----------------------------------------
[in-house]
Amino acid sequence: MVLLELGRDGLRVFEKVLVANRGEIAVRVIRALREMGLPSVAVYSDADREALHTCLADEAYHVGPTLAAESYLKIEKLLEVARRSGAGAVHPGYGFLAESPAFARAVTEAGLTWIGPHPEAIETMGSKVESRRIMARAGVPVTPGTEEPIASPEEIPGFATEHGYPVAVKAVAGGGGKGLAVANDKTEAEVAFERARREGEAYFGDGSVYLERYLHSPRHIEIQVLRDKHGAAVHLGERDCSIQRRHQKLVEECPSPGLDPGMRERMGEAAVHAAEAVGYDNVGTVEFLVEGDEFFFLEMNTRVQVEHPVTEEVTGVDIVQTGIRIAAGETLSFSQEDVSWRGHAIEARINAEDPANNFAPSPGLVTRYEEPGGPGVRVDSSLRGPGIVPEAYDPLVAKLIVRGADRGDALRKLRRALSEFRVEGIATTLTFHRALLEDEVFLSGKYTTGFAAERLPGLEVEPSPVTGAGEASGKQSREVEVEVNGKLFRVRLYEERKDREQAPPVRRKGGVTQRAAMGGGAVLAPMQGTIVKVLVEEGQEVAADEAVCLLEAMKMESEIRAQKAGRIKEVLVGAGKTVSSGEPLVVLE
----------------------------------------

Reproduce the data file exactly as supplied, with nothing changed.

[in-house]
Amino acid sequence: MVLLELGRDGLRVFEKVLVANRGEIAVRVIRALREMGLPSVAVYSDADREALHTCLADEAYHVGPTLAAESYLKIEKLLEVARRSGAGAVHPGYGFLAESPAFARAVTEAGLTWIGPHPEAIETMGSKVESRRIMARAGVPVTPGTEEPIASPEEIPGFATEHGYPVAVKAVAGGGGKGLAVANDKTEAEVAFERARREGEAYFGDGSVYLERYLHSPRHIEIQVLRDKHGAAVHLGERDCSIQRRHQKLVEECPSPGLDPGMRERMGEAAVHAAEAVGYDNVGTVEFLVEGDEFFFLEMNTRVQVEHPVTEEVTGVDIVQTGIRIAAGETLSFSQEDVSWRGHAIEARINAEDPANNFAPSPGLVTRYEEPGGPGVRVDSSLRGPGIVPEAYDPLVAKLIVRGADRGDALRKLRRALSEFRVEGIATTLTFHRALLEDEVFLSGKYTTGFAAERLPGLEVEPSPVTGAGEASGKQSREVEVEVNGKLFRVRLYEERKDREQAPPVRRKGGVTQRAAMGGGAVLAPMQGTIVKVLVEEGQEVAADEAVCLLEAMKMESEIRAQKAGRIKEVLVGAGKTVSSGEPLVVLE